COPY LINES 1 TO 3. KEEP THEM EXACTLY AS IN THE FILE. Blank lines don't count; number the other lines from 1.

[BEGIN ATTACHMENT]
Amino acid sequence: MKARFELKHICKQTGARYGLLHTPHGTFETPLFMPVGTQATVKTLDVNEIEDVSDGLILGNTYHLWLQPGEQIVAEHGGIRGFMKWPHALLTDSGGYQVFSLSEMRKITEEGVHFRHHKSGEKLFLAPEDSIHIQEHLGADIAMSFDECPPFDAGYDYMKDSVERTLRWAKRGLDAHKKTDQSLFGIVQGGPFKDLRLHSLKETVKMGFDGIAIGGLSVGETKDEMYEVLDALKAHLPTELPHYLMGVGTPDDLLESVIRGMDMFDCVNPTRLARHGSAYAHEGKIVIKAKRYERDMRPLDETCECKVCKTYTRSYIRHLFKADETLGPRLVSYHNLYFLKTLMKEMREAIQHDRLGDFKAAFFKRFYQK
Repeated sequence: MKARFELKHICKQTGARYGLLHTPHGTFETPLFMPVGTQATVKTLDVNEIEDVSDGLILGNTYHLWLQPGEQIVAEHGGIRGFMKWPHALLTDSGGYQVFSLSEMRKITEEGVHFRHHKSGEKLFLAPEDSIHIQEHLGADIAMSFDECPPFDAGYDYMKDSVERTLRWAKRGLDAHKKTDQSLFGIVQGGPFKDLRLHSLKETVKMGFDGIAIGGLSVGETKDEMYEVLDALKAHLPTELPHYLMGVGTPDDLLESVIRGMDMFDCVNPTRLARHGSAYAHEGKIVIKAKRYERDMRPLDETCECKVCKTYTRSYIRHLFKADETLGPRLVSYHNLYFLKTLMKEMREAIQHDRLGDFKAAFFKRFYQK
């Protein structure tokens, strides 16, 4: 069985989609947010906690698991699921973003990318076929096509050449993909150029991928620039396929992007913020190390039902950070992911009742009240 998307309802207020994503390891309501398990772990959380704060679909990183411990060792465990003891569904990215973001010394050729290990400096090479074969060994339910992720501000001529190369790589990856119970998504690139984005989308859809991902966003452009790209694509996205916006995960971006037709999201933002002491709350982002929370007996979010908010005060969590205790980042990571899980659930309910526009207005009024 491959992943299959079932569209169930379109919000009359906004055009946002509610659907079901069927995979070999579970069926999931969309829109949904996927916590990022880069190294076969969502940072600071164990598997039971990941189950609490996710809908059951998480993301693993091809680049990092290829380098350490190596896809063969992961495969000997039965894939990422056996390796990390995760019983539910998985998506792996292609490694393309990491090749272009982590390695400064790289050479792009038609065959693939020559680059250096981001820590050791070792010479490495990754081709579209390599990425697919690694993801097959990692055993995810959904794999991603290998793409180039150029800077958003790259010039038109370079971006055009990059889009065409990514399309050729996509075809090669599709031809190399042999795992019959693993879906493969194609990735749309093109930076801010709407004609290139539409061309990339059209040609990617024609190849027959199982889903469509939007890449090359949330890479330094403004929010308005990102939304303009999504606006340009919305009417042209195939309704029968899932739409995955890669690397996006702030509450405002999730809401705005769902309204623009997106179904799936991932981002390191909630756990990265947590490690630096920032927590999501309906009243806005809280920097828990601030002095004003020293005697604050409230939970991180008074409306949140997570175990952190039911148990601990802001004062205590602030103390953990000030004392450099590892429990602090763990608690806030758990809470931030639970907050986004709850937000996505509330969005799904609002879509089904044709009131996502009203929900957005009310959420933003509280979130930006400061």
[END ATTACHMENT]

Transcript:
Amino acid sequence: MKARFELKHICKQTGARYGLLHTPHGTFETPLFMPVGTQATVKTLDVNEIEDVSDGLILGNTYHLWLQPGEQIVAEHGGIRGFMKWPHALLTDSGGYQVFSLSEMRKITEEGVHFRHHKSGEKLFLAPEDSIHIQEHLGADIAMSFDECPPFDAGYDYMKDSVERTLRWAKRGLDAHKKTDQSLFGIVQGGPFKDLRLHSLKETVKMGFDGIAIGGLSVGETKDEMYEVLDALKAHLPTELPHYLMGVGTPDDLLESVIRGMDMFDCVNPTRLARHGSAYAHEGKIVIKAKRYERDMRPLDETCECKVCKTYTRSYIRHLFKADETLGPRLVSYHNLYFLKTLMKEMREAIQHDRLGDFKAAFFKRFYQK
Repeated sequence: MKARFELKHICKQTGARYGLLHTPHGTFETPLFMPVGTQATVKTLDVNEIEDVSDGLILGNTYHLWLQPGEQIVAEHGGIRGFMKWPHALLTDSGGYQVFSLSEMRKITEEGVHFRHHKSGEKLFLAPEDSIHIQEHLGADIAMSFDECPPFDAGYDYMKDSVERTLRWAKRGLDAHKKTDQSLFGIVQGGPFKDLRLHSLKETVKMGFDGIAIGGLSVGETKDEMYEVLDALKAHLPTELPHYLMGVGTPDDLLESVIRGMDMFDCVNPTRLARHGSAYAHEGKIVIKAKRYERDMRPLDETCECKVCKTYTRSYIRHLFKADETLGPRLVSYHNLYFLKTLMKEMREAIQHDRLGDFKAAFFKRFYQK
């Protein structure tokens, strides 16, 4: 069985989609947010906690698991699921973003990318076929096509050449993909150029991928620039396929992007913020190390039902950070992911009742009240 998307309802207020994503390891309501398990772990959380704060679909990183411990060792465990003891569904990215973001010394050729290990400096090479074969060994339910992720501000001529190369790589990856119970998504690139984005989308859809991902966003452009790209694509996205916006995960971006037709999201933002002491709350982002929370007996979010908010005060969590205790980042990571899980659930309910526009207005009024 491959992943299959079932569209169930379109919000009359906004055009946002509610659907079901069927995979070999579970069926999931969309829109949904996927916590990022880069190294076969969502940072600071164990598997039971990941189950609490996710809908059951998480993301693993091809680049990092290829380098350490190596896809063969992961495969000997039965894939990422056996390796990390995760019983539910998985998506792996292609490694393309990491090749272009982590390695400064790289050479792009038609065959693939020559680059250096981001820590050791070792010479490495990754081709579209390599990425697919690694993801097959990692055993995810959904794999991603290998793409180039150029800077958003790259010039038109370079971006055009990059889009065409990514399309050729996509075809090669599709031809190399042999795992019959693993879906493969194609990735749309093109930076801010709407004609290139539409061309990339059209040609990617024609190849027959199982889903469509939007890449090359949330890479330094403004929010308005990102939304303009999504606006340009919305009417042209195939309704029968899932739409995955890669690397996006702030509450405002999730809401705005769902309204623009997106179904799936991932981002390191909630756990990265947590490690630096920032927590999501309906009243806005809280920097828990601030002095004003020293005697604050409230939970991180008074409306949140997570175990952190039911148990601990802001004062205590602030103390953990000030004392450099590892429990602090763990608690806030758990809470931030639970907050986004709850937000996505509330969005799904609002879509089904044709009131996502009203929900957005009310959420933003509280979130930006400061």